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How Air Dryers work

7/10/2012 12:48:58 PM | by Anonymous

Dryers

Having unwanted particles in air such as water droplets and gaseous contaminants can slow down the manufacturing process in industries that require the use of compressed air. These particles can contaminate the air and cause machinery to wear out, thus increasing cost and decreasing productivity with more down time due to maintenance of spoilt parts. Therefore, it is very important to have such particles removed from the air before using compressed air. This is done through the aid of air dryers. These devices are important as they compress the air and remove contaminants such as water vapor, making the air more useable and efficient. Their application is most common in industrial and commercial facilities.

 

These dryers reduce the amount of liquid water (water vapor), hydrocarbon and hydrocarbon vapor from the compressed air. There are several ways that these contaminants can cause the mechanism that the compressed air would be used in to malfunction. Some examples of how moisture and contaminants can harm the system are through erosion, corrosion, microbial contamination and freezing. Valves, piping and other system components can be easily eroded by the moisture or water vapor trapped in the compressed air to be used. This is similar to corrosion where the water vapor or mist reacts with the salts or acids present within the system to form very corrosive solution that can harm the system or anyone who comes in contact with it. The moisture or contaminants can also provide for an ideal place for bacteria and mold to grow, producing harmful acidic waste. This is referred to as microbial contamination. Also, if used in countries or applications that have low temperatures in the surrounding, the water vapor or moisture could freeze within the system, therefore causing the system to malfunction. It is due to such causes that drying the compressed air is important to minimize damage to the mechanical instruments and increase efficiency.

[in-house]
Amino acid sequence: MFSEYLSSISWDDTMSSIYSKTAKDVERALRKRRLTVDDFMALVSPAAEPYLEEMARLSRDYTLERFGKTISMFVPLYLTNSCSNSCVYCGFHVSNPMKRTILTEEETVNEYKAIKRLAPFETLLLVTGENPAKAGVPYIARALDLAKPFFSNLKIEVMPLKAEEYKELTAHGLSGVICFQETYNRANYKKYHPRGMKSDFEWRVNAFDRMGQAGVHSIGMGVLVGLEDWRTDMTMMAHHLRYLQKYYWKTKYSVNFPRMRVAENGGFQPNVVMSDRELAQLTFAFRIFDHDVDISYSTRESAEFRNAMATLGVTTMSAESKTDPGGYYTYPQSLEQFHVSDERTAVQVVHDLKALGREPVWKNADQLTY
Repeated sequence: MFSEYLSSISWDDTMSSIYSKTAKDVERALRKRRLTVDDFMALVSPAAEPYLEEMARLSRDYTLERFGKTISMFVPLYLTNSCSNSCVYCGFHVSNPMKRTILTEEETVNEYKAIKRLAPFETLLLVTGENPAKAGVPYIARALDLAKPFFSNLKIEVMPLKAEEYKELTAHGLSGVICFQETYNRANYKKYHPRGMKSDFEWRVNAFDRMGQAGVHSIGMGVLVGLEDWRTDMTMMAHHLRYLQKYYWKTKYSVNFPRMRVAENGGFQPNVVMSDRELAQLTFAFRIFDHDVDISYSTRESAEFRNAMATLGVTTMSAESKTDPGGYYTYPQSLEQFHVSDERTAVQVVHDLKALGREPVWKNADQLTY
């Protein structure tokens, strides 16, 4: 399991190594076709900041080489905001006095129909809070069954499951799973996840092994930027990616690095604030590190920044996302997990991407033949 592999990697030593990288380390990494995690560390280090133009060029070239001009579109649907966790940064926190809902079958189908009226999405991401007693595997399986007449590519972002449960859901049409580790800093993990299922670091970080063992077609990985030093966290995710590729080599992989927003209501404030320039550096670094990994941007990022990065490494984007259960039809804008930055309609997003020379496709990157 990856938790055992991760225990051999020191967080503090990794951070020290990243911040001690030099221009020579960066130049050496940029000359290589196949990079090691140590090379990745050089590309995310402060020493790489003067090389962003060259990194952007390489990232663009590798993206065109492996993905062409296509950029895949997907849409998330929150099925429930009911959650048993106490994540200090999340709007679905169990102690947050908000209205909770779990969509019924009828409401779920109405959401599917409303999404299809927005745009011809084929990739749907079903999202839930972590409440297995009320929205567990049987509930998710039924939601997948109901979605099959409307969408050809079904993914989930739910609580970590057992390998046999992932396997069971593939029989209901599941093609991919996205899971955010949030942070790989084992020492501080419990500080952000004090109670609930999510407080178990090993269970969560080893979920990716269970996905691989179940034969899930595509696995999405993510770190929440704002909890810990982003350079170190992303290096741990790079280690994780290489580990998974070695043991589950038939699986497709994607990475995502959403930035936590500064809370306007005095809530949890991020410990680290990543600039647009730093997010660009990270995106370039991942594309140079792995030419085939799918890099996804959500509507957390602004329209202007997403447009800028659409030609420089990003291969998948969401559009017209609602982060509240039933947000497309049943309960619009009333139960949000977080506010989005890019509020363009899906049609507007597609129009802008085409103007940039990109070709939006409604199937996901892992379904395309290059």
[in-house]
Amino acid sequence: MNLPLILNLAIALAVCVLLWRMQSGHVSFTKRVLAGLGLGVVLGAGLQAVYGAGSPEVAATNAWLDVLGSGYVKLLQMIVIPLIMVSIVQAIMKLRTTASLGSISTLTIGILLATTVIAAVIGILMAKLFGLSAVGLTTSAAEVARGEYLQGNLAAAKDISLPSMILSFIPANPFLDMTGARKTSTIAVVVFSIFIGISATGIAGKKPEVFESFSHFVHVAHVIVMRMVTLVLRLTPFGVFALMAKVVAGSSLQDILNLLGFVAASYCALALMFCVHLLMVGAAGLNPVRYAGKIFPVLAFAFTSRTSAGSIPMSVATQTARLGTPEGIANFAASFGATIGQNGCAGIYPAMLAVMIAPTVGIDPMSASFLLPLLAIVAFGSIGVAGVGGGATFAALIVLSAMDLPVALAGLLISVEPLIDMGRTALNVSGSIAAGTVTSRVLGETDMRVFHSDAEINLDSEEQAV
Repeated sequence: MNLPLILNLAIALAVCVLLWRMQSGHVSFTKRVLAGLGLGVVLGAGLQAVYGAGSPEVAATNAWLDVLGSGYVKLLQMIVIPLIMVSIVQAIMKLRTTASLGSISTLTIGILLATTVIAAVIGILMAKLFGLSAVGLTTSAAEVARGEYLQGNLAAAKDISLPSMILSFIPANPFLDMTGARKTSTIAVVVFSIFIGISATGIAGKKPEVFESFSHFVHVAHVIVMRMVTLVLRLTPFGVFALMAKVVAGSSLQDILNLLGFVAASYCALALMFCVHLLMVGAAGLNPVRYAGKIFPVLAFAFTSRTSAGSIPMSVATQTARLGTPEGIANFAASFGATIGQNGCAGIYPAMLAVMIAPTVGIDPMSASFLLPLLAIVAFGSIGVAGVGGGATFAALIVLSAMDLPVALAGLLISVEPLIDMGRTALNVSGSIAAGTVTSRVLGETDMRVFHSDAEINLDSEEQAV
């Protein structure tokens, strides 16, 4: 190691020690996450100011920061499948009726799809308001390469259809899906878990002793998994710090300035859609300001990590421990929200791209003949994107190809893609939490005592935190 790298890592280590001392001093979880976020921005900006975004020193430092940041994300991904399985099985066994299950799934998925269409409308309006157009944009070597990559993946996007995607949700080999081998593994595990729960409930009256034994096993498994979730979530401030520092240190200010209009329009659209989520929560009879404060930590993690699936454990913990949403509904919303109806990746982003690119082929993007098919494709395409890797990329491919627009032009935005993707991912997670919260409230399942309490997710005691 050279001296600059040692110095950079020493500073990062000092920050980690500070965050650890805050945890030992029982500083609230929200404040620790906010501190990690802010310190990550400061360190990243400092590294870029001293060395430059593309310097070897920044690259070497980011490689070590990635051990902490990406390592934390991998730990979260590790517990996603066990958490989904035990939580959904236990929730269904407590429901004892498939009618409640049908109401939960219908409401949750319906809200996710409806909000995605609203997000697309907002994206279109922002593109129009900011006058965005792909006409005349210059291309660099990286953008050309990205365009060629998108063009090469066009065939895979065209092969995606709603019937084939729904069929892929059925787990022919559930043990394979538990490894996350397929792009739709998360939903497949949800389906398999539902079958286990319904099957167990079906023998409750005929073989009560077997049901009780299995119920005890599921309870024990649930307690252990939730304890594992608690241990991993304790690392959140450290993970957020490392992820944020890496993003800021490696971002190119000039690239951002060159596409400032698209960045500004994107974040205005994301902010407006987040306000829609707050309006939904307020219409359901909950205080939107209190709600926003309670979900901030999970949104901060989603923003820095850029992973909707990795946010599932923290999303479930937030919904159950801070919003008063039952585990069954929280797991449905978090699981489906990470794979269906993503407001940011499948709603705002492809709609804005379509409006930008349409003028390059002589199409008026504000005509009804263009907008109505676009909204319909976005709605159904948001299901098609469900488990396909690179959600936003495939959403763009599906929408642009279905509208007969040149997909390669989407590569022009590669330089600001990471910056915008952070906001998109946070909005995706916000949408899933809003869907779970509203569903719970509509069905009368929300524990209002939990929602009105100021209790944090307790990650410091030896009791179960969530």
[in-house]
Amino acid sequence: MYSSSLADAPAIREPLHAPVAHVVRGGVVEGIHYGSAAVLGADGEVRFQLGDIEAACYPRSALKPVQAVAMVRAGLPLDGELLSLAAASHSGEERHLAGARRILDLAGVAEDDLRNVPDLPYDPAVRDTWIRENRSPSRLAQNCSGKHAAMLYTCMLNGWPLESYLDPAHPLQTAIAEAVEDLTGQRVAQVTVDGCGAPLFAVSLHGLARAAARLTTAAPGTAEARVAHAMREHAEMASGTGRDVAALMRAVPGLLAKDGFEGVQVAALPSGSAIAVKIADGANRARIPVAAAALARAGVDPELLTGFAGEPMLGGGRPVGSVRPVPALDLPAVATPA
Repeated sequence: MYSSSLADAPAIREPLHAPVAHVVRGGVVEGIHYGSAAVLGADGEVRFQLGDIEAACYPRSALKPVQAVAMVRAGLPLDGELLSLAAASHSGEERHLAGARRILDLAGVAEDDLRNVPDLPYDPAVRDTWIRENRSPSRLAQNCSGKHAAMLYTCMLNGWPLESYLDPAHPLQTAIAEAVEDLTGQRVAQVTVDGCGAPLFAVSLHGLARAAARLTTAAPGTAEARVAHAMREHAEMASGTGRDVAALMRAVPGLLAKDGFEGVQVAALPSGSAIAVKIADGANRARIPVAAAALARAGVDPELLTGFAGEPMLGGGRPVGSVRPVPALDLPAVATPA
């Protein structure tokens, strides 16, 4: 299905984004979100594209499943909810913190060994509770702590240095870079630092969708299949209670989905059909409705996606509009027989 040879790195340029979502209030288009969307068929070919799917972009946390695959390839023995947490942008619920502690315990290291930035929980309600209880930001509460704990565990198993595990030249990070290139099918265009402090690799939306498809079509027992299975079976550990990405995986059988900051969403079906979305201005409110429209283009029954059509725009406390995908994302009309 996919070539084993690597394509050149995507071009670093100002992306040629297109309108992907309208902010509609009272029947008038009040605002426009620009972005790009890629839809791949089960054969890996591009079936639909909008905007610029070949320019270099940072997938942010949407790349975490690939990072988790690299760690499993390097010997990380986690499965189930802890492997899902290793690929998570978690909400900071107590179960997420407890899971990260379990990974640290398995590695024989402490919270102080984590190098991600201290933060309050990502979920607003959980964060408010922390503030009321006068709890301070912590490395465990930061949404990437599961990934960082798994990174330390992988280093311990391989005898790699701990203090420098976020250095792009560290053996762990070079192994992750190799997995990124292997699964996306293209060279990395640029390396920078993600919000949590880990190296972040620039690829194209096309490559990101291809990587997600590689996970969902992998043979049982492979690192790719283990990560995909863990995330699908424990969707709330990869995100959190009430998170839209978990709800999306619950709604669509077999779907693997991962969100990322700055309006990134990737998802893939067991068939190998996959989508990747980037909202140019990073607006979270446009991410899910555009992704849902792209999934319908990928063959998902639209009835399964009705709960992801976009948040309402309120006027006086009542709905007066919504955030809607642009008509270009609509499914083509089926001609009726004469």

The moisture or other contaminants in the compressed air are removed by cooling the air and collecting the moisture that condenses during the process and finally heating the air back to atmospheric temperatures. Of course, to remove contaminants, particularly water, the dryers do make use of tools such as refrigeration, desiccant absorption and membrane filtration. Some of these dryers may dry the air through different stages to prevent damages to the tools.

 

Different compressed air dryers have different specifications to serve the different needs of people; such as varying drying capacity, pressure, dew point operating temperature and motor power. The maximum volume of air that an air dryer can hold is referred to as drying capacity, similar to the highest pressure that the dryer can contain. Dew point tells a user of how cold the air can get before the air turns into water by measuring the amount of water vapor present in the air. Motor power refers in general to the pressure, dew point, dryer size and pressure that it can hold. Operating temperature, as the name would suggest, refers to the range of ambient operating temperatures that the dryer can function in.

 

How they function:

Dryers are generally categorized into three types: refrigerant dryers, deliquescent desiccant dryers and regenerative desiccant dryers. Refrigerant dryers work in a very simple way which is by cooling the incoming air to a dew point of 1-3 degree Celsius, which causes the water vapor in the air to condense and collect at the bottom of the separator, resulting in dryer air. In the deliquescent dryers, the temperature drops to about 10 degrees Celsius below the temperature of the air that enters the dryer. The desiccant present in these dryers dissolves with the water and collects at the bottom of the separator. In regenerative desiccant dryers, silica gel or other types of desiccants are used to attract the moisture out of the air allowing for lower temperature within the dryer without freezing.

 

These various types of dryers have their own advantages and disadvantages depending on the situation. No matter which dryer is used, drying of the air is a crucial stage in applications that make use of compressed air such as bus doors that use pneumatic systems.

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